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In Roman Mars's podcast, 99% Invisible, in Episode 79: Symphony of Sirens, Revisited, from 00:23-01:00, Mars recounts the Sirens scene in Homer's The Odyssey:

In Homer's Odyssey, there's a story where Odysseus and his men are traveling near an area where sirens are known to inhabit. And Odysseus knows that if he hears the sirens' song, his ship is going to sink. But he still wants to hear what they sound like, so he comes up with a plan: Odysseus has his men tie him to the mast so that he can't take control of the ship. Then Odysseus has his men fill their own ears with beeswax so they can't hear anything.

The plan works: Odysseus gets to hear the sirens' call, his men don't, and they sail on to safety, with Odysseus pleading with his crew to crash the boat the whole way.

What I'm confused about is that Mars says that

  1. Odysseus wanted to hear what the Sirens sound like.
  2. He told his men to put beeswax in their ears.

But I don't remember ever learning that he actually wanted to hear what the Sirens sound like, nor do I remember any beeswax being involved. Which is the original? Or, are there multiple versions of the Odyssey, all just as valid?

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There is but only one Odyssey, and I've reproduced below the relevant passages using Butler's accessible translation:

(Od. 12.39-54)

'First you will come to the Sirens who enchant all who come near them. If any one unwarily draws in too close and hears the singing of the Sirens, his wife and children will never welcome him home again, for they sit in a green field and warble him to death with the sweetness of their song. There is a great heap of dead men's bones lying all around, with the flesh still rotting off them. Therefore pass these Sirens by, and stop your men's ears with wax that none of them may hear; but if you like you can listen yourself, for you may get the men to bind you as you stand upright on a cross-piece half way up the mast, and they must lash the rope's ends to the mast itself, that you may have the pleasure of listening. If you beg and pray the men to unloose you, then they must bind you faster.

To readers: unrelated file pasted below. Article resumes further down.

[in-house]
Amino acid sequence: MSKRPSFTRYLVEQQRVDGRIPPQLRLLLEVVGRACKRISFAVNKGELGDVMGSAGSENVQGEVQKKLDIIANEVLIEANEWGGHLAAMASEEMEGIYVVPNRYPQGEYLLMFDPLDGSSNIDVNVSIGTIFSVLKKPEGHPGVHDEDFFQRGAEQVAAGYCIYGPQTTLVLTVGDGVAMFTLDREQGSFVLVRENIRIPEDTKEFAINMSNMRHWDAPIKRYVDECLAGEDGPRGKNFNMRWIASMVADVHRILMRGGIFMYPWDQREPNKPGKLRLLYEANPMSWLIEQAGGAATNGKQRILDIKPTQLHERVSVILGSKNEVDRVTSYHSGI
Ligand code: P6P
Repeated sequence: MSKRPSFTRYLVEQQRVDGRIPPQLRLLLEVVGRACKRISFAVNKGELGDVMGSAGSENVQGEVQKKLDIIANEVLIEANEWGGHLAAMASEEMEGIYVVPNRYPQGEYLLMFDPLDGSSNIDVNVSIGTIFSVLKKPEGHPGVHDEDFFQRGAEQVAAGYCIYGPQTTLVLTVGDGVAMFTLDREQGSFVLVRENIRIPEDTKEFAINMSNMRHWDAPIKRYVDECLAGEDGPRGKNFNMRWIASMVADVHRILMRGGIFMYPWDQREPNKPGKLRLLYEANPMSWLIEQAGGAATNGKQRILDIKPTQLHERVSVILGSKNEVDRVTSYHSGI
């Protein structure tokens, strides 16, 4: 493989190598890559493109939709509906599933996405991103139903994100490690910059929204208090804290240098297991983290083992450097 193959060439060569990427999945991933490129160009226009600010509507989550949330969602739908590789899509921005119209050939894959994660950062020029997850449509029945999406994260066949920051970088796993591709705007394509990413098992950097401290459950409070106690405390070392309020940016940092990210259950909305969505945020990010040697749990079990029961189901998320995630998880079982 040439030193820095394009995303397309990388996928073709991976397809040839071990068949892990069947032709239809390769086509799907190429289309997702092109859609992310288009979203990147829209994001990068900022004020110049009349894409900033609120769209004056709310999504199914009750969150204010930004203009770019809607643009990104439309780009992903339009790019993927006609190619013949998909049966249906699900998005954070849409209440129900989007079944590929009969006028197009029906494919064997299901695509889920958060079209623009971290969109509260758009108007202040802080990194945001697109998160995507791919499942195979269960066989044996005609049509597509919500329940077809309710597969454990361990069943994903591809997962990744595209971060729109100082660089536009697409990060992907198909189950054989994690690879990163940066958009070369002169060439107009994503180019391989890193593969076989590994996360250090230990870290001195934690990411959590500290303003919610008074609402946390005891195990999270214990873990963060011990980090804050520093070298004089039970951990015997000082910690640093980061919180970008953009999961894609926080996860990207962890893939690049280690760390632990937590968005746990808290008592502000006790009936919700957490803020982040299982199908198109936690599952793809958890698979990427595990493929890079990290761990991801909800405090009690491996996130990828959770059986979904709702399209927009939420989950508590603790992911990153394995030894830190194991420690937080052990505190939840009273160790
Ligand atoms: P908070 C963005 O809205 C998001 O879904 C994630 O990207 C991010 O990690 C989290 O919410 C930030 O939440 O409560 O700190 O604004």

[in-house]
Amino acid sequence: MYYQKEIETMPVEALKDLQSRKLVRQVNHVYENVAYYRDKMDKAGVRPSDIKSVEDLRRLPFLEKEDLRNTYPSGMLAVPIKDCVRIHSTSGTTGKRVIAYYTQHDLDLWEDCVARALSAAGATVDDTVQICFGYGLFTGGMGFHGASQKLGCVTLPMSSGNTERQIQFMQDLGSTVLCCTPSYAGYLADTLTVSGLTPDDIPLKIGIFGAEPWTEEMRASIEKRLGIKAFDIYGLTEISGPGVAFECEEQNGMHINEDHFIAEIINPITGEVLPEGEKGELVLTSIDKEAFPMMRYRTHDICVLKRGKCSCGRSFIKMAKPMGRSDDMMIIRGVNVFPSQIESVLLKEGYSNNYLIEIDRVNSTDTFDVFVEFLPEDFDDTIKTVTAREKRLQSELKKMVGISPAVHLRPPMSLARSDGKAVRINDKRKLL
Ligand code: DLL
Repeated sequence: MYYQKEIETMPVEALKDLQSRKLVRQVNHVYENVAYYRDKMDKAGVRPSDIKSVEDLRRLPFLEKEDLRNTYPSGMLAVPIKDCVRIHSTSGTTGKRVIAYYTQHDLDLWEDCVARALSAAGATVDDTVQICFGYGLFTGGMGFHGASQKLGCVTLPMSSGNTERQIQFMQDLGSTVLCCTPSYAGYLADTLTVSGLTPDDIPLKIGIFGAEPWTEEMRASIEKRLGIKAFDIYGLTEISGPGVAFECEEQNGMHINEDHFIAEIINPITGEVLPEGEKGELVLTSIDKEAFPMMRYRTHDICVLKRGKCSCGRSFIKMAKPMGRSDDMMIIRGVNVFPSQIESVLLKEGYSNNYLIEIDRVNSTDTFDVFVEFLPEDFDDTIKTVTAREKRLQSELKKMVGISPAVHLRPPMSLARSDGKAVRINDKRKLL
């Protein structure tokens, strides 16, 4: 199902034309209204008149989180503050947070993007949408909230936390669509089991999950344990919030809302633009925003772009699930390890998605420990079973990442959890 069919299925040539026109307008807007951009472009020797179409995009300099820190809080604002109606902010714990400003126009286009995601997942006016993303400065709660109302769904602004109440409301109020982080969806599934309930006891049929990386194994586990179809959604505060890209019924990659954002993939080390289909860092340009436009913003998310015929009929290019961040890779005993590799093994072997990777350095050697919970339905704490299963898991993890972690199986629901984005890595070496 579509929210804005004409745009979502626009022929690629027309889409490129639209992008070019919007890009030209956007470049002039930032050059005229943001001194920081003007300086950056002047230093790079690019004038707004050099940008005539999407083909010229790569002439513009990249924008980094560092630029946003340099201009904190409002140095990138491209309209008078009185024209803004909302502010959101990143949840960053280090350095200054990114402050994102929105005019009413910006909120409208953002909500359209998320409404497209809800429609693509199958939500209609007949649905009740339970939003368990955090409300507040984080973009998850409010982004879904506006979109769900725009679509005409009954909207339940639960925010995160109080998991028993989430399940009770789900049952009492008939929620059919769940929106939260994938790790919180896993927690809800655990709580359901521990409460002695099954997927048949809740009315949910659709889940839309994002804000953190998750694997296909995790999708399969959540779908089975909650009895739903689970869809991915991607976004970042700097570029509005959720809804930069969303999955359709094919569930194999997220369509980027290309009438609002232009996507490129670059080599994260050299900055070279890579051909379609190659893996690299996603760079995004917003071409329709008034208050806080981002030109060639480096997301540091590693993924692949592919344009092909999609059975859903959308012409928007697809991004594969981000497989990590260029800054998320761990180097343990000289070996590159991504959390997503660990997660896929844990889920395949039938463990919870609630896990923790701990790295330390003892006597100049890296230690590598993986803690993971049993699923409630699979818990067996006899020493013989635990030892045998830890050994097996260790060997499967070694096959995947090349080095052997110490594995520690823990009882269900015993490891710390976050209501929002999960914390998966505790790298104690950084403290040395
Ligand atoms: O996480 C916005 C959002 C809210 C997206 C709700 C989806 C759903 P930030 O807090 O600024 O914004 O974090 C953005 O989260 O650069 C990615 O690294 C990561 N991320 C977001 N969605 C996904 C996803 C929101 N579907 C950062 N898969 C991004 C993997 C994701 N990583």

(Od. 12.158-164)

"First she said we were to keep clear of the Sirens, who sit and sing most beautifully in a field of flowers; but she said I might hear them myself so long as no one else did. Therefore, take me and bind me to the crosspiece half way up the mast; bind me as I stand upright, with a bond so fast that I cannot possibly break away, and lash the rope's ends to the mast itself. If I beg and pray you to set me free, then bind me more tightly still.'

The essential logic is that Circe said ordered him to be bound if he wanted to hear it. Odysseus relayed these instructions to his men, and therefore he must have wanted to hear the song.

Secondly, the word for wax here is κηρός [kēros], which is bees-wax.

Just in case you had learned a different ancient version that was not the Odyssey, I checked Ps.-Apollodorus' version, and it merely summarizes Homer's version without any variants:

Pseudo-Apollodorus, Bibliotecha, E.7.19

Sailing by them, Ulysses [i.e. Odysseus] wished to hear their song, so by Circe's advice he stopped the ears of his comrades with wax, and ordered that he should himself be bound to the mast. And being persuaded by the Sirens to linger, he begged to be released, but they bound him the more, and so he sailed past.

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    Yes, I thought that might have been the case. Plus, if there was beeswax, what's to have stopped the men from doing the same thing Odysseus feared he would have done? I probably did hear it as such, but forgot. Memory is a fickle thing, after all... – user450 Jun 18 '15 at 8:51
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    Indeed, it can be! – C. M. Weimer Jun 18 '15 at 15:29

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